Metabolically Healthy Obesity, Transition to Metabolic Syndrome, and Cardiovascular Risk
This study, published in the Journal of the American College of Cardiology, used data from 6,089 participants of the MESA study to see how having a healthy metabolic profile despite obesity, affects your risk of cardiovascular disease.
The debate over the risk of cardiovascular disease (CVD) associated with the three groups, metabolically healthy normal (MHN), metabolically healthy obese (MHO) and metabolically unhealthy obese (MUO), stems from the apparent contradiction that an individual can be obese (BMI>30 Kg/m2) and yet be free of metabolic syndrome (MetS). This study found that for the vast majority of people, MHO was a transition state towards MUO, and that there was a dosing effect associated with obesity. With the risk of developing MetS being relative to cumulative obesity exposure. They found that almost one-half of those with MHO at baseline, developed MetS during follow-up. Higher MetS duration was also significantly associated with CVD, supporting the theory that risk from obesity is cumulative.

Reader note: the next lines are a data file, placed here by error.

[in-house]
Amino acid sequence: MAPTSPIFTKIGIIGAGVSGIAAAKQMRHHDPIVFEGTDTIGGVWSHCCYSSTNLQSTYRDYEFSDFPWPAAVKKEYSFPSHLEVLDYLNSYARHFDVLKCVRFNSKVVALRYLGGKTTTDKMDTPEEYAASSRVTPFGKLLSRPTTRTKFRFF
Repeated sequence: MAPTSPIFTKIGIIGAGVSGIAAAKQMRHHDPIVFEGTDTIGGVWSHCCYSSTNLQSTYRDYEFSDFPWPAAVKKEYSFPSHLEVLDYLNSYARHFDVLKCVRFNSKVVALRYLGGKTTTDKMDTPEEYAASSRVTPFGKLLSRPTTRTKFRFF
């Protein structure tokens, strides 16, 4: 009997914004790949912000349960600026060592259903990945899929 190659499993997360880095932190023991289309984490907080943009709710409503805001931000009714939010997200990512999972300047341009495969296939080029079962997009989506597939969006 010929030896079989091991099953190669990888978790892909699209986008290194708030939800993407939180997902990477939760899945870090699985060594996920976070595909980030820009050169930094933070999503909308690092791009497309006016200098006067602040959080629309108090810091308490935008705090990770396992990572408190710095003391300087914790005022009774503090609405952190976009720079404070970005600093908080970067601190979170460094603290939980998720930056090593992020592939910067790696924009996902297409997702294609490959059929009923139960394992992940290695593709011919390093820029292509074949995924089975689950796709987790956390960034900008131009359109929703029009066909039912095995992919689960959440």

Very few individuals can stay metabolically healthy when continuously exposed to obesity, and the transition to MetS represents a massive increase in risk of CVD. Clinicians should see MHO as an opportunity for early intervention, to prevent later disease, rather than waiting for an unhealthy metabolic profile to develop, by which point, risk has already massively gone up.